As our largest local, the number of issues is compounded by the sheer size of the district. Meeting the needs of members over a community of this size can be a daunting task but the leadership team does a great job of addressing those needs.

During my part of the program I congratulated TCTA on the great role they played in helping us pass the "$3000 no strings attached" campaign that resulted in the new raise. Tulsa teachers also did a great job during the '06 elections by working hard to re-elect Governor Henry and electing Lt. Governor Jari Askins.

Tulsa teachers and their students are being hit hard after rejection of the Oklahoma HOUSSE for special education teachers by representatives of Federal Education Secretary Margaret Spellings. I shared with them that Senator Coburn is very interested in addressing the "Highly Qualifed" issue, and it's important he hears from them. Senator Coburn can be reached at Fill in your zip code in the upper right corner and follow the instructions.

I had a great time talking with a number of our members in Tulsa. It's always exciting to meet new people and touch base with friends.

Tuesday, December 12, 2006

Highly Qualified, ESEA and Native-American Student Issues

They called it the "lame duck" session of Congress, but there was still business being conducted at the Capitol. I mentioned in an earlier post that NEA Directors and State Presidents will lobby Congress on educational issues.

At this last NEA meeting, Carolyn Crowder, NEA Executive Committee member from Mustang, Linda Hampton, from Pleasant Grove and I met with Matt Blackburn, a staff member of Senator Tom Coburn.

This is the second time this year that we've met with Mr. Blackburn and he has told us that Senator Coburn understands the problems with the "Highly Qualified" issue for Special Education Teachers. In fact, Senator Coburn met with a parent, teacher, and others in Edmond to talk about this issue and said he would work hard to see that it's changed.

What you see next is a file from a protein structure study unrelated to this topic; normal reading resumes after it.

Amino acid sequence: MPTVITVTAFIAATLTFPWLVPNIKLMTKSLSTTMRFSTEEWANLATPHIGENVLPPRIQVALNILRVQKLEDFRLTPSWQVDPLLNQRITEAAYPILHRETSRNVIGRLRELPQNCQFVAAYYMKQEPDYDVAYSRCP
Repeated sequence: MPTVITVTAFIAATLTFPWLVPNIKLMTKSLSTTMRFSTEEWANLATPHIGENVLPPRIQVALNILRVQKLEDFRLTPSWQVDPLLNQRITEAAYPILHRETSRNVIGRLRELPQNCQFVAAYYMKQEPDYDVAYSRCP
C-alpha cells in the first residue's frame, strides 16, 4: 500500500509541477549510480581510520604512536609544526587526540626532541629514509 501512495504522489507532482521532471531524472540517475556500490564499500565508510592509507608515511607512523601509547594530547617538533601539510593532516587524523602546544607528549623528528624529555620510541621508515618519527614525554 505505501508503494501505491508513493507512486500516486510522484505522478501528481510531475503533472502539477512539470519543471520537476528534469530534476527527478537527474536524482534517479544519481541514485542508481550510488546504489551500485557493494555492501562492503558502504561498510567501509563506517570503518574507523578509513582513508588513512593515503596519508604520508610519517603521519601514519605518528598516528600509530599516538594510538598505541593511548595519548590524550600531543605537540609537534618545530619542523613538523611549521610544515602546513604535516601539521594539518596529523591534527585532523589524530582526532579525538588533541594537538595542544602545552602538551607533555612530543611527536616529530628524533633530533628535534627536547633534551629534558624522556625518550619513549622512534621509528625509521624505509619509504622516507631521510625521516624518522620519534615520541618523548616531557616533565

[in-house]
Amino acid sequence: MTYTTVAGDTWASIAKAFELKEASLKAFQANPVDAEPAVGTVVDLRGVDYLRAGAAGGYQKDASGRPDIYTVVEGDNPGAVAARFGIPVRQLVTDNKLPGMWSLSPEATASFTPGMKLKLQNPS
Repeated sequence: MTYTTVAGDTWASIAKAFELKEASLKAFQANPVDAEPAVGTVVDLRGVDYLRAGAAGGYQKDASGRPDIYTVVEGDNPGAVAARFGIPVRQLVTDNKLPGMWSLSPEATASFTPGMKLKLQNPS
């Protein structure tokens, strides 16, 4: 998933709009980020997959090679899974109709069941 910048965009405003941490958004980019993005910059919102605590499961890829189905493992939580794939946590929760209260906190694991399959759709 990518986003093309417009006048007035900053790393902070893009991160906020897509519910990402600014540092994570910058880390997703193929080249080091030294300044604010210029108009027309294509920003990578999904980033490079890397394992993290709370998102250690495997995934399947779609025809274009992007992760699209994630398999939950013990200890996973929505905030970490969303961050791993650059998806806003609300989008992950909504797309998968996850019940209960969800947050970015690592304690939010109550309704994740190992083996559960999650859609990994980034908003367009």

We also presented Matt with the NEA's postive agenda for changing ESEA. (aka No Child Left Behind). Matt said that he would share the information with Senator Coburn.

A third issue that we discussed with Matt dealt with H.R. 4766 and the issues concerning Native-American students.

Many people wonder what can get accomplished if you only get a chance to talk to a staff member instead of a Senator or Congressman. To be honest, a great deal can occur. The elected official will often have such great time restraints placed upon them, that if they do get to see you, it will be for a very limited time. Meeting with a staffer who can give you more time allows you the opportunity to explain your issue in even greater detail. They will be able to share your concerns and issues with the leader.

Sometimes you do get the chance to meet with your Congressman. In September, OEA members Becky Munholland from Healdton, Cheryl Dowell from Comanche, Janice Stotts, a retired member from McCloud, Linda Hampton and I met with Congressman Cole to discuss some of the same issues that we did with Senator Coburn's staff.

If you would like to help us make more of an impact on these issues, you can email Senator Coburn, and any of the Oklahoma Congressional team, through the OEA web page at or by going to and entering your zip code in the box in the upper right corner. A drop down list will be given for those who represent your district.

Always Impressive

During one of the lunch breaks at the recent NEA meetings, I went across the street to visit the National Geographic Society.

As a geography teacher and amateur photographer, the Society is one of the best places to visit. A number of exhibits are hosted in the museum at Explores Hall and all of them are incredible.

The one that just overwhelmed me was the one entitled "Wildlife Photographer of the Year 2006". This exhibit features the winning entries of a competition sponsored by the Natural History Museum, London, and BBC Magazine.

The winning photos entered by the contestants were exceptional. Plus, there were two categories where kids ages 11-14 and 15-17 could compete. Their art work was just as impressive in its own right. After viewing their photos, I know there won't be a shortage of fine photographers in the future.

You can visit the world of the NGS by clicking on their website at

Monday, December 11, 2006

NEA Board Meetings